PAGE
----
Two villages have won their fight to stop a 36- metre wind turbine being built in their area near a nature reserve.
Planning officers at Selby District Council recommended that the scheme by Caddick PLC for Kellington, near Beal, should go ahead with 14 conditions including measures to protect plant and animal life at the site.
Their report by Yvonne Taylor quoted the company’s claim it would protect local jobs. She wrote: “The main issue is to consider where the balance lies between the adverse effects of the proposed development when weighed against the widely accepted benefits of renewable energy generation so as to demonstrate whether very special circumstances exist to justify approval.”
Planning committee members turned the application down.
Parish councillors in both Beal and Kellingley objected on the grounds the site off Weeland Road lay in the green belt and open countryside. Both parish councils claimed it had “no special circumstances” to justify building the structure against green belt planning policy. Beal Parish Council also objected on the ground the site was in a flood plain and the structure would be noisy. The Environment Agency, the Government body which oversees flood prevention and protection schemes and rivers, did not object.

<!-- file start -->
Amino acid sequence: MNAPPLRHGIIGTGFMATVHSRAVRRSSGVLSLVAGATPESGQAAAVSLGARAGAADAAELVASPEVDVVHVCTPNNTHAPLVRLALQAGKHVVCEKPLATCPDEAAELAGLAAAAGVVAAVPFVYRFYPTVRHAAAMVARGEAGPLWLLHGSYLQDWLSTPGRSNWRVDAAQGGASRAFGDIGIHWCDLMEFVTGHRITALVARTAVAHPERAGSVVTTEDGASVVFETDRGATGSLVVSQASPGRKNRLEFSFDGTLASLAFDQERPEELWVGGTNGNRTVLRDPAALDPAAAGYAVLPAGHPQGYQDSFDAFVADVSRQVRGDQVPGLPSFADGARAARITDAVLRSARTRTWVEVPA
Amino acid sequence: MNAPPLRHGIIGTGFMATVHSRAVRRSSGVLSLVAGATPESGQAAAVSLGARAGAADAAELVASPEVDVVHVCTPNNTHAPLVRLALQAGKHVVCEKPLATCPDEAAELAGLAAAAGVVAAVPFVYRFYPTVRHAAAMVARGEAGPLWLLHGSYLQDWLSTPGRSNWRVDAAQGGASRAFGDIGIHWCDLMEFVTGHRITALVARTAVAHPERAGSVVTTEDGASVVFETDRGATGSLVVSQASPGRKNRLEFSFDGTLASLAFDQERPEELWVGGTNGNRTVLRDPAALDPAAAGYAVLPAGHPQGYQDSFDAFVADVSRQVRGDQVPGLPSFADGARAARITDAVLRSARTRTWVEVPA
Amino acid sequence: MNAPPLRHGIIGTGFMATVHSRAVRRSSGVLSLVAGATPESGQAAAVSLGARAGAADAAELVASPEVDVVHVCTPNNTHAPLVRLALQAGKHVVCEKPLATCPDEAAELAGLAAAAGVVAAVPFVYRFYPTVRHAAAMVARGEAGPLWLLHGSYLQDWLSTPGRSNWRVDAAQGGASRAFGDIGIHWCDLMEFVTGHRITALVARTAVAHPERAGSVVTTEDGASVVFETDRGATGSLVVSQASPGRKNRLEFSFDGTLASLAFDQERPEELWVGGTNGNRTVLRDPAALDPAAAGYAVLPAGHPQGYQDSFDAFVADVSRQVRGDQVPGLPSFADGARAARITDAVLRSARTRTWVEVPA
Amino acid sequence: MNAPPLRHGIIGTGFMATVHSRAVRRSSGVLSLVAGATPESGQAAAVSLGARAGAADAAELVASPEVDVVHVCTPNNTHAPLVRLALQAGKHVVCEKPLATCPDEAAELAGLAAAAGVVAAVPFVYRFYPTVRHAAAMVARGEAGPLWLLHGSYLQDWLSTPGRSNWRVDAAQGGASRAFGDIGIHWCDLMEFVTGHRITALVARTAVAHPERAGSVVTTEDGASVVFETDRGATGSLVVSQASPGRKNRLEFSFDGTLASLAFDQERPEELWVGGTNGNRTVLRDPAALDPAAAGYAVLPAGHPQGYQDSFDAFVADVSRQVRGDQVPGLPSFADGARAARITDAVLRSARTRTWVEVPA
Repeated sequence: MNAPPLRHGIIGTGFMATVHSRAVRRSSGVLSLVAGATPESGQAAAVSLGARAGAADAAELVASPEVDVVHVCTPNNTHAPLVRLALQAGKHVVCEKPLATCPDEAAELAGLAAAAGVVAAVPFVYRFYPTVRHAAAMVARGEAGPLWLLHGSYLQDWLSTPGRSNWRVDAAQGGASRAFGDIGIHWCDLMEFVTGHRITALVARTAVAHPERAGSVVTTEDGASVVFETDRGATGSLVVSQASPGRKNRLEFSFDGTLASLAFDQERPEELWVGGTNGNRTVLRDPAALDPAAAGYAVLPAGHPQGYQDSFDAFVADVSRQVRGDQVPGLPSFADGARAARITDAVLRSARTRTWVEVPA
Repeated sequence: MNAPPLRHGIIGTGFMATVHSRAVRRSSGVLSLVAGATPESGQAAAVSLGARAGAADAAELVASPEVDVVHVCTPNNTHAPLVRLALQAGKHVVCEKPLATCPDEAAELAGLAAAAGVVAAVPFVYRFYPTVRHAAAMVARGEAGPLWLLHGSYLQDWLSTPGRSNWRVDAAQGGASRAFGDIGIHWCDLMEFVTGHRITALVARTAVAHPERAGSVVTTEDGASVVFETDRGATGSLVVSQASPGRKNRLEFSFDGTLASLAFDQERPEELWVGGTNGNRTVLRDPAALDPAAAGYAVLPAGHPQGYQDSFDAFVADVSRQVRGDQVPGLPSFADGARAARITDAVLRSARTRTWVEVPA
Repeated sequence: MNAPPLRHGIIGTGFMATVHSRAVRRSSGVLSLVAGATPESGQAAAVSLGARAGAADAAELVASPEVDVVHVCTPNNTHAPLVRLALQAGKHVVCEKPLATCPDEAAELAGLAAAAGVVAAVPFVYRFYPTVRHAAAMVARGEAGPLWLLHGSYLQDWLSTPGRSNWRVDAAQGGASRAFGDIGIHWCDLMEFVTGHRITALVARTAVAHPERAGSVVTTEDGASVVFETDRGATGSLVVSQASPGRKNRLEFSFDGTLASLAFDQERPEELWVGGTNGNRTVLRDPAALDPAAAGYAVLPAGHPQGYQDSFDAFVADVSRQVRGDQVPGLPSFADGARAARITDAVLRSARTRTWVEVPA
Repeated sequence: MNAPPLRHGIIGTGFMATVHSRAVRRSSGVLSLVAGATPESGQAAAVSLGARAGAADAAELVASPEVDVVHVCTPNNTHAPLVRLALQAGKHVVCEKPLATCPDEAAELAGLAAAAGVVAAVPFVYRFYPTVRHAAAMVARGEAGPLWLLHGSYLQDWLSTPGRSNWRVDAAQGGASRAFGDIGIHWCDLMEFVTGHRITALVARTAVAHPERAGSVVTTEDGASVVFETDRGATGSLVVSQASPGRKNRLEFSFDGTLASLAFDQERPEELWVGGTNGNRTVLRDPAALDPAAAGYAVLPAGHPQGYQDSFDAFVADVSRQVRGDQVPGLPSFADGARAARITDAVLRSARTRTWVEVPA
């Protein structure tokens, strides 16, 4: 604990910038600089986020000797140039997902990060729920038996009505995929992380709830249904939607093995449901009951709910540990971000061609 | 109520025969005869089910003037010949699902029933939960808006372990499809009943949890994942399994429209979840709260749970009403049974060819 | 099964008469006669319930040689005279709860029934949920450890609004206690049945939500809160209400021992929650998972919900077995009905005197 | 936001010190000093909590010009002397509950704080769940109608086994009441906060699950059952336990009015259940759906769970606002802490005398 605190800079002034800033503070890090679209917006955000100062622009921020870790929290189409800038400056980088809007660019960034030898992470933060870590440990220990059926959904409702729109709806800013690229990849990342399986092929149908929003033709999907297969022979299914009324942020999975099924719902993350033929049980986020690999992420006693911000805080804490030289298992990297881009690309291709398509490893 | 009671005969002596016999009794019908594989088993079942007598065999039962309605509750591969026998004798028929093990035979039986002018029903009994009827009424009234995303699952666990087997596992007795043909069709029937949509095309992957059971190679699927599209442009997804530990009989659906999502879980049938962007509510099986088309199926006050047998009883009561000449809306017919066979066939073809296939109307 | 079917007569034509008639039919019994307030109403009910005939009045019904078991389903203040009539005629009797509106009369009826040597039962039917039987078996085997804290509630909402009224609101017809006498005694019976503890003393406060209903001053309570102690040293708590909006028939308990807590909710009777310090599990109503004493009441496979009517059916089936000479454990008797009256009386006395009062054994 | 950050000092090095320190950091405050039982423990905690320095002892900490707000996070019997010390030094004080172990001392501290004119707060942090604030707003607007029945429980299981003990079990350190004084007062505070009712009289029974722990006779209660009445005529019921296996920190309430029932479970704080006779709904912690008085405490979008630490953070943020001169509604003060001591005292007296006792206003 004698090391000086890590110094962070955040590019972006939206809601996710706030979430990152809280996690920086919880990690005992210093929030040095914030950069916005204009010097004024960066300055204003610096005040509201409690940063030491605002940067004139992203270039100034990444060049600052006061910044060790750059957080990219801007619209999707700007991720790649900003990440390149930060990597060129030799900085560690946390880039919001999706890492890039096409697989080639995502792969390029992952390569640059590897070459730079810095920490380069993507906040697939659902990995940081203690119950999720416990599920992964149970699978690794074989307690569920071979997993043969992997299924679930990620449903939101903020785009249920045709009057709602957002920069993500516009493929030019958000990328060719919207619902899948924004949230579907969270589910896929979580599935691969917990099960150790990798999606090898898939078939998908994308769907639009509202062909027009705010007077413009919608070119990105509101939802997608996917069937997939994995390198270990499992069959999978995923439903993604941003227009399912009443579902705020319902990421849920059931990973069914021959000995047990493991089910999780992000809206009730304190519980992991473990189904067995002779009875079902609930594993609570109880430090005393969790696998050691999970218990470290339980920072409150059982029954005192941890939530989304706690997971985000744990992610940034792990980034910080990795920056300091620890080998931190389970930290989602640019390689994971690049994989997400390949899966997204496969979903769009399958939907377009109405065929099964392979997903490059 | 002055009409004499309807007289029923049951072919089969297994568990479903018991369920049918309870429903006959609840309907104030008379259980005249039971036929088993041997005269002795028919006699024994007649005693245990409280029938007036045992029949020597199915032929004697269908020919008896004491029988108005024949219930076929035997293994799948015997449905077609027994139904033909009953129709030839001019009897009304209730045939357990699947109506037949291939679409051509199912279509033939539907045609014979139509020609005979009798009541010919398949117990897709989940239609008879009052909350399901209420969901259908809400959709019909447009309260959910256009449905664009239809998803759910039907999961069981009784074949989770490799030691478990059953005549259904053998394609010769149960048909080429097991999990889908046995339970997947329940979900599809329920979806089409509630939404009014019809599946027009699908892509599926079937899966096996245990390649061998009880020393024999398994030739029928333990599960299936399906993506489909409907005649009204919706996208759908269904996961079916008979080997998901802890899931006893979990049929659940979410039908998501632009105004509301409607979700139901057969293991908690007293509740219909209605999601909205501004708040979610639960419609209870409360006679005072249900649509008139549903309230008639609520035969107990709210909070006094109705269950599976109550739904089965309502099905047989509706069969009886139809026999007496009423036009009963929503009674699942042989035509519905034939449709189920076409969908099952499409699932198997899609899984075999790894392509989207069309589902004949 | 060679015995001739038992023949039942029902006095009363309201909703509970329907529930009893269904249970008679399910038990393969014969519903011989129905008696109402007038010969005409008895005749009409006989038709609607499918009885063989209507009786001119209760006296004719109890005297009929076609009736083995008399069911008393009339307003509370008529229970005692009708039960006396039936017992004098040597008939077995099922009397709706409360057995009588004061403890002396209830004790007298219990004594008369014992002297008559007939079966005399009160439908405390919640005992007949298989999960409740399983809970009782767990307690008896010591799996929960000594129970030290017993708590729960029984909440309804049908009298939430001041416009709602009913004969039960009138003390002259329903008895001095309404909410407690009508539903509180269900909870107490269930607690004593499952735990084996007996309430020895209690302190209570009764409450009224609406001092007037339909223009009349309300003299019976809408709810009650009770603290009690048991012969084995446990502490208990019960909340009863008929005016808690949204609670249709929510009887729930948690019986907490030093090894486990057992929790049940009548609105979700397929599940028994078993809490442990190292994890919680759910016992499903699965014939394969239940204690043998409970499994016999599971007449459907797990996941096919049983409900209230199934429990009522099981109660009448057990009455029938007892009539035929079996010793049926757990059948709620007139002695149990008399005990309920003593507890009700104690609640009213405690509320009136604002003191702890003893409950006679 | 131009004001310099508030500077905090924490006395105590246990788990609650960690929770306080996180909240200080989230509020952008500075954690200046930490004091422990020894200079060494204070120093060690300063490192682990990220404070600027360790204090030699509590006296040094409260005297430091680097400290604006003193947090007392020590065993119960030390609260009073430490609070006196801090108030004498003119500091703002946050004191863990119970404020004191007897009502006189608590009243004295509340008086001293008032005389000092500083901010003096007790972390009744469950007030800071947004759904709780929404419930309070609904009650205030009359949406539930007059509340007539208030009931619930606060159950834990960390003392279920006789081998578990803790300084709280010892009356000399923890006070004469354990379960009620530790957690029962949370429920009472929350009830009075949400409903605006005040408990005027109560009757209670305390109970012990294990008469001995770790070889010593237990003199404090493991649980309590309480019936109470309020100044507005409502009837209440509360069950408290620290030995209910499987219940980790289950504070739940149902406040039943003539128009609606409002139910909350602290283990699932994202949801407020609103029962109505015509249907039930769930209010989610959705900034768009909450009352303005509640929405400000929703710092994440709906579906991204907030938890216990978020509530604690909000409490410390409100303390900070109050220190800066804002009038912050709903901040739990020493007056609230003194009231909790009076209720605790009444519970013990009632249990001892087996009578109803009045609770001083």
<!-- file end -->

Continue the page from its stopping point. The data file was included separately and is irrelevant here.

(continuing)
Yorkshire Wildlife Trust, which runs the nearby Willow Garth Nature Reserve, was concerned that the turbine would disturb wildlife through noise and disturbance and it would be so prominent it would have a major effect on the landscape and therefore affect the pleasure of visitors to the reserve.
But it did not object provided the council included conditions to protect wildlife.
The application was for a 50 kW wind turbine on a 36.4 metre pole with three blades that would reach up to 46 metres as they revolved. The rotor part would have been 19.2 metres across.
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